What is the ASVAB?
When you apply to join a branch of the military, you must take the Armed Services Vocational Aptitude Battery (ASVAB) test. The ASVAB not only evaluates what you know now but also your propensity to learn different subject areas to help find the right career for you. Using nine general subtests, it measures your aptitude in four domains: verbal, math, science and technical, and spatial.
The ASVAB measures your aptitude across four main categories (mechanical, administrative, general and electronic). To assess these four categories, the ASVAB given at high schools is divided into eight timed subtests, as follows:
· Test 1: General Science (GS), 25 questions, 11 minutes
· Test 2: Arithmetic Reasoning (AR), 30 questions, 36 minutes
· Test 3: Word Knowledge (WK), 35 questions, 11 minutes
· Test 4: Paragraph Comp (PC), 15 questions, 13 minutes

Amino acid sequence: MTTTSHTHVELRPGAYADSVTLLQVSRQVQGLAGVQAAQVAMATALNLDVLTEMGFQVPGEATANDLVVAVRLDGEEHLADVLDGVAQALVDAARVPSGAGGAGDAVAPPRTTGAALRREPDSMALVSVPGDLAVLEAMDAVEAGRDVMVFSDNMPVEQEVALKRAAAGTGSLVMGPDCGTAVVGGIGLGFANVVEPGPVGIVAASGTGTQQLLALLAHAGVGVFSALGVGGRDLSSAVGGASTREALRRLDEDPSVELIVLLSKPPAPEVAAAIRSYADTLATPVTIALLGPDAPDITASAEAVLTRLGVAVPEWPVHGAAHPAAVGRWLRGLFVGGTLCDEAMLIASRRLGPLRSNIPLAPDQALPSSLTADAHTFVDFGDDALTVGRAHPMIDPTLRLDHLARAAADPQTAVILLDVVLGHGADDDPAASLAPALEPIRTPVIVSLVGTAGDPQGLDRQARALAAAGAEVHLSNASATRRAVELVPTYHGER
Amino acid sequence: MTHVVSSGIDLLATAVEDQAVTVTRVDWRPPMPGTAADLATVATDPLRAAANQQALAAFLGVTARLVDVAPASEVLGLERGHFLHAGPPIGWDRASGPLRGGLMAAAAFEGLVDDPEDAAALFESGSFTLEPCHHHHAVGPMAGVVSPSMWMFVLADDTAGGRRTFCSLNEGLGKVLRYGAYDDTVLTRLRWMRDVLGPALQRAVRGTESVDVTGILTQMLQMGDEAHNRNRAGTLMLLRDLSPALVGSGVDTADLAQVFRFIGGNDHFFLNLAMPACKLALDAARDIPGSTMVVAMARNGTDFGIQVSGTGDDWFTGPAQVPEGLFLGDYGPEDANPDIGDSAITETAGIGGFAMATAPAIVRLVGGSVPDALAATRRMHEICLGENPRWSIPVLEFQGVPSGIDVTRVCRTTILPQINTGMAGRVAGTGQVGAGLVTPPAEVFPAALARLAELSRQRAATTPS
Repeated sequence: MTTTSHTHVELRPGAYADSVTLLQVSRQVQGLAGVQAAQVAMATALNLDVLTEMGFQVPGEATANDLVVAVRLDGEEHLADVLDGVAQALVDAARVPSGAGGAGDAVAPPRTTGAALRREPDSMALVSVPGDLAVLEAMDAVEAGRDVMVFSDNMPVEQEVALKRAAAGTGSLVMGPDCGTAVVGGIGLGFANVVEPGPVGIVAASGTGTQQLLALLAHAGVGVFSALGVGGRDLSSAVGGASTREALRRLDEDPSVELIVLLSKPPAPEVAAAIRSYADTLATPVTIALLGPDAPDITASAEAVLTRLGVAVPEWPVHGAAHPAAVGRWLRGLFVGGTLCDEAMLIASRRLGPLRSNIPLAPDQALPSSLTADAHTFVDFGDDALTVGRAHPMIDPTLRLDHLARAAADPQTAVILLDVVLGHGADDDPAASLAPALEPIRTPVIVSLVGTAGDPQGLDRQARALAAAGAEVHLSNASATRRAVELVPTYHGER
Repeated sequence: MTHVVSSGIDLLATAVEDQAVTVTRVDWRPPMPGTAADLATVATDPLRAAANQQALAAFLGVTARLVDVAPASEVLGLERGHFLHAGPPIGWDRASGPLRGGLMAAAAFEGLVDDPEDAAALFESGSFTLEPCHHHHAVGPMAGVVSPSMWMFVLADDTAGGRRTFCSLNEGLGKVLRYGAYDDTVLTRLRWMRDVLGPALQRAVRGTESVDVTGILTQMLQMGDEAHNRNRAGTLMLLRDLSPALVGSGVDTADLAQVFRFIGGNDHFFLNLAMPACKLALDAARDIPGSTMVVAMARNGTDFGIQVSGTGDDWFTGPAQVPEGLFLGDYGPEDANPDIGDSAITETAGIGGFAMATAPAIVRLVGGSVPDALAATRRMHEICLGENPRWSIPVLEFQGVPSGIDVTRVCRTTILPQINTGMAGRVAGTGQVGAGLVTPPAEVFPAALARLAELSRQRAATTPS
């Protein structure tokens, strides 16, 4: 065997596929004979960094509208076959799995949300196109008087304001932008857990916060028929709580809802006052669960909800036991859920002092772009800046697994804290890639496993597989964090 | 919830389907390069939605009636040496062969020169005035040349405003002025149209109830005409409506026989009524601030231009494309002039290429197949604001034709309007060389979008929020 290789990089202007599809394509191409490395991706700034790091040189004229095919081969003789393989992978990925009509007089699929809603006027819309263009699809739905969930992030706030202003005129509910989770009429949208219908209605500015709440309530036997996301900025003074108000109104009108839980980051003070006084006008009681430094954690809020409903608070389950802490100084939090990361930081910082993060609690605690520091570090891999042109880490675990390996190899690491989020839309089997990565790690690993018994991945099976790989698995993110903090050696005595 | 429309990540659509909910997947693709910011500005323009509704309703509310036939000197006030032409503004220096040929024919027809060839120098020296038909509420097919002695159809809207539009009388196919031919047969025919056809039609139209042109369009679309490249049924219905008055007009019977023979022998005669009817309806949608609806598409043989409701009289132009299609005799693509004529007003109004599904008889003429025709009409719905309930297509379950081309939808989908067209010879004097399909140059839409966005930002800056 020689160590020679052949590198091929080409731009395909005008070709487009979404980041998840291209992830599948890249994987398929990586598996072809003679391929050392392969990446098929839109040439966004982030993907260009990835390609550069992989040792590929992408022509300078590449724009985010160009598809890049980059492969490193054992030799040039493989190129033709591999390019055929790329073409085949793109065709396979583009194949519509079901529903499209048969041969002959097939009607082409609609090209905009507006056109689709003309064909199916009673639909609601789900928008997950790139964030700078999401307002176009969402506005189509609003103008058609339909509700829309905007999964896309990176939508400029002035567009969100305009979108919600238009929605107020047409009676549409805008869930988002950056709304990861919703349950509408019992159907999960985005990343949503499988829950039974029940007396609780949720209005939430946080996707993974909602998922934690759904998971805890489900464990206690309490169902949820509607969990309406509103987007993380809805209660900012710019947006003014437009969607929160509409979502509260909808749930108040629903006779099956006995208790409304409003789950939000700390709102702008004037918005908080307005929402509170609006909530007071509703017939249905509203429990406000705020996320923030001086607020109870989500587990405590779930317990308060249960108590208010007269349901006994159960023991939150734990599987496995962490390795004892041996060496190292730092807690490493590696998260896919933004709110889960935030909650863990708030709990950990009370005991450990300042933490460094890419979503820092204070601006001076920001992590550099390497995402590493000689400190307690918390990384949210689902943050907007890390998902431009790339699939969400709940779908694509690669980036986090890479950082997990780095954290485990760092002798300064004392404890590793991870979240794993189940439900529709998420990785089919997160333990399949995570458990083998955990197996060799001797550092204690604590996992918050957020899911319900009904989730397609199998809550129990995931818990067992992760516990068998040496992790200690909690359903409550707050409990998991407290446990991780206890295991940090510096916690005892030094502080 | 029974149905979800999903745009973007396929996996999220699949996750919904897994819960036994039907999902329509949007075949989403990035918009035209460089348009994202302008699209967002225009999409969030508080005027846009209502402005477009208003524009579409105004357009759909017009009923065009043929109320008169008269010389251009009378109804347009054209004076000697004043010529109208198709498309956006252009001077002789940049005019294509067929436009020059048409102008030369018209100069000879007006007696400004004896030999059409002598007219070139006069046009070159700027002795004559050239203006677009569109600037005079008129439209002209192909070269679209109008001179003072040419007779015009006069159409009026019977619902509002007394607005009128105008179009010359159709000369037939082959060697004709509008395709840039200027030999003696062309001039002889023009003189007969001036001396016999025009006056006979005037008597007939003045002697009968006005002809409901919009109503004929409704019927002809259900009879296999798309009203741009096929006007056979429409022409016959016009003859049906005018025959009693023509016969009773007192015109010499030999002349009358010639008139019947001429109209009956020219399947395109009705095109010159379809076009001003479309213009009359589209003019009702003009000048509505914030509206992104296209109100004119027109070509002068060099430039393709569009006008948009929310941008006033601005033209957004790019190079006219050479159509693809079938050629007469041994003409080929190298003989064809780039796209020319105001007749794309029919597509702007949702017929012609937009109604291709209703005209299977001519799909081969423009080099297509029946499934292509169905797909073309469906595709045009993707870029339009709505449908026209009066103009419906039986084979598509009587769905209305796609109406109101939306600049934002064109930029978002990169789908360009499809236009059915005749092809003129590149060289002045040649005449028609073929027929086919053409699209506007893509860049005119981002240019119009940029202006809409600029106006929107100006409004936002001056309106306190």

· Test 5: Mathematics Knowledge (MK), 25 questions, 24 minutes
· Test 6: Electronics Information (EI), 20 questions, 9 minutes
· Test 7: Auto & Shop Information (AS), 25 questions, 11 minutes
· Test 8: Mechanical Comprehension (MC), 25 questions, 19 minutes
Note that the ASVAB given at the Military Entrance Processing Station includes an additional subtest called “Assembling Objects.” This 20-question, 20-minute subtest assesses your ability to envision how a flat object will look once assembled (ex: choose an image representing what a flat box would look like once put together).
***If you’re unsure of what you want to do after you graduate, the ASVAB can help you determine your own interests and aptitude, even if you are not planning to enter the military or are undecided.
United States space force
Mission: The USSF is responsible for organizing, training, and equipping Guardians to conduct global space operations that enhance the way our joint and coalition forces fight, while also offering decision-makers military options to achieve national objectives.